Sewage samples for COVID started to be collected in the Shoalhaven around a month ago, from two sewerage sites selected by NSW Health.
Out of 13 sewerage sites in the Shoalhaven, the two selected were the Ulladulla and Culburra sewage treatment plants.
According to NSW Health's website, testing sites were selected "by a steering committee and based upon areas of concern as directed by the NSW Chief Health Officer".
Shoalhaven Water interim executive manager Robert Horner explained Shoalhaven City Council's limited involvement in the process.
"We aren't really involved other than grabbing the samples and passing them onto NSW Health," Mr Horner said.
"If something is found then NSW Health would make the call on release of information to the media."
Shoalhaven Water staff currently takes samples weekly for NSW Health and doesn't receive the results back.
The process of taking samples is quite straightforward.
"It really is as simple as dipping a sampling jar into our inlet works at the sewage treatment plant so we're sampling the raw sewage," he said.
Many viruses and pathogens exist in raw sewage, so staff are equipped with the appropriate personal protective equipment to avoid coming into direct contact with it.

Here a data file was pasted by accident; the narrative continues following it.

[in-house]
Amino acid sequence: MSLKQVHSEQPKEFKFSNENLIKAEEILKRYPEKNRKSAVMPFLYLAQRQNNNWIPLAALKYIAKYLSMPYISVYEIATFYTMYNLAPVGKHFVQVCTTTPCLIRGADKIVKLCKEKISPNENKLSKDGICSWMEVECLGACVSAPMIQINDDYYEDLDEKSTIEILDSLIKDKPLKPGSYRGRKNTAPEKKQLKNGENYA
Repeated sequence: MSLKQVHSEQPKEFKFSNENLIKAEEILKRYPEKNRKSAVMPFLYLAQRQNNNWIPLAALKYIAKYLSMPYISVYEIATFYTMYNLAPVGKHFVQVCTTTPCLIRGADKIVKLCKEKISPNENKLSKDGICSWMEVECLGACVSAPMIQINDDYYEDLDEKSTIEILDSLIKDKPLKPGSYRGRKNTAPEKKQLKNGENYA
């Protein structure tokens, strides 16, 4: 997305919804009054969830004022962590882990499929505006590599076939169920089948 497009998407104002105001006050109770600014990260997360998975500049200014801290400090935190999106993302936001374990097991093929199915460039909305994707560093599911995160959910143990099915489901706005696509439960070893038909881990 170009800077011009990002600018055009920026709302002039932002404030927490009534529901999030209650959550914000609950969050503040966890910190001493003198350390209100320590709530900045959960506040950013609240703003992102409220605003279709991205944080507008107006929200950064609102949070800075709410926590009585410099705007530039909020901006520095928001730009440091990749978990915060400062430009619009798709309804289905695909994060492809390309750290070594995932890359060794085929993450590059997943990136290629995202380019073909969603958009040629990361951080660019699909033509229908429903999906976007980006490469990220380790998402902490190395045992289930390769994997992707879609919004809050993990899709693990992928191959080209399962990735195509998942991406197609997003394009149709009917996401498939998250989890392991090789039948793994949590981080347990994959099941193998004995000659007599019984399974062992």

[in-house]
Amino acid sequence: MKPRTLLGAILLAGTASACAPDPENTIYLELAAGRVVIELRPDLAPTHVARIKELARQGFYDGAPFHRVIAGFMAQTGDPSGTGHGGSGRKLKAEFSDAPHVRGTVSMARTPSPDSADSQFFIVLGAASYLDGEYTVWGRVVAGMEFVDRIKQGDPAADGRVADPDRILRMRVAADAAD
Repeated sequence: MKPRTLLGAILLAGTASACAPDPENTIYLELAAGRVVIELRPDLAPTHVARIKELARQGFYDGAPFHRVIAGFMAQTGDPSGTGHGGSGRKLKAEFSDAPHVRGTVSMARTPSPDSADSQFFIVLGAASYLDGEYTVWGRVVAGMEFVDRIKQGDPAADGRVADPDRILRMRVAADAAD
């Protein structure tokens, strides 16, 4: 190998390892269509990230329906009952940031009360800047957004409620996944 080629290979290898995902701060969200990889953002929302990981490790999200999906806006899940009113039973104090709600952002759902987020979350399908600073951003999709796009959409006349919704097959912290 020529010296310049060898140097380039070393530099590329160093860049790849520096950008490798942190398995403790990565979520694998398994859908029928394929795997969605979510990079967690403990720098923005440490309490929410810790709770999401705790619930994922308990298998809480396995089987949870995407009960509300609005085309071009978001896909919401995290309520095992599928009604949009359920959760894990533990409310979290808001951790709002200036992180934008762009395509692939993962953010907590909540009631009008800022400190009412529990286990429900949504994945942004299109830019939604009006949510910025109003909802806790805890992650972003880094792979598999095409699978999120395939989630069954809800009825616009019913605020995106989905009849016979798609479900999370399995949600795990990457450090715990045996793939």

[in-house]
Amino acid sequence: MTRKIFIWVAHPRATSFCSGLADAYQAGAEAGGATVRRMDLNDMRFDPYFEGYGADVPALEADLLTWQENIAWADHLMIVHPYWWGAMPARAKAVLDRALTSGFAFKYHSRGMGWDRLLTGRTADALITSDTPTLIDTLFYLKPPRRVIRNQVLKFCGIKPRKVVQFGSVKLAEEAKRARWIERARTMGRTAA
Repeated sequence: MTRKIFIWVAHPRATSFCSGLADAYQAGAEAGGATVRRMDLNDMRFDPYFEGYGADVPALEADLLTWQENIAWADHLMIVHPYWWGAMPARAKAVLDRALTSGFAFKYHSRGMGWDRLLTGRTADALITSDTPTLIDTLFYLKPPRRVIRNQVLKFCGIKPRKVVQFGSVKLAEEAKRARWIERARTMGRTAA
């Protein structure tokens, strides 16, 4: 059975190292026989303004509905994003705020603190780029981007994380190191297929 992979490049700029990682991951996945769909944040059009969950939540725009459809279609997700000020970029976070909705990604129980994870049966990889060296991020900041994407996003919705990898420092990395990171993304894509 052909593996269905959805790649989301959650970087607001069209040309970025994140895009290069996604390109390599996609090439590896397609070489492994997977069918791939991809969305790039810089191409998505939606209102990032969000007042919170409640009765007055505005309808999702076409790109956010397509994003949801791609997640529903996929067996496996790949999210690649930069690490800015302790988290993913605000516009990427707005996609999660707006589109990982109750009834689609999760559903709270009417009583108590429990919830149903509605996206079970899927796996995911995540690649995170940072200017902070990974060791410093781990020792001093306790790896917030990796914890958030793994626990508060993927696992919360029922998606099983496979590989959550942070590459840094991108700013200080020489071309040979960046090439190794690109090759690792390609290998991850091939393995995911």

"If contact is inadvertently made then we have procedures to deal with this."
Writing for The Conversation Associate Professor of Environmental Engineering, University of Notre Dame Kyle Bibby explained how small traces of COVID can be detected in a sewage sample.
"There's no real standard yet, but most approaches involve concentrating the wastewater sample to some degree to make it more likely that you'll be able to detect any RNA," he said.
"We're not looking for a whole, intact genome, but a small sequence of a single SARS-CoV-2 gene.
"The RNA fragments that we're measuring are too small to physically capture directly. So we use other tricks to snag them, usually by what we call electrostatic interaction - getting the RNA to stick to something like a filter, or using other chemicals to get it to clump together."
According to NSW Health infected people's stools may shed viral fragments into sewage, and shedding can extend for several weeks beyond the person's infectious period.
Viral fragments can also enter the sewer when washed off hands and bodies via sinks and showers.
In September, Kerry Chant revealed COVID testing in sewage had started at some locations from July.
"This is a program that will show us where COVID-19 has been. For instance, we would expect to see viral fragments in Sydney sewage where we have consistently had cases in the community or in hotel quarantine," she said.
"However, if we continue to have very few active cases, there is scope for this testing to provide early warning in places without known or recent cases."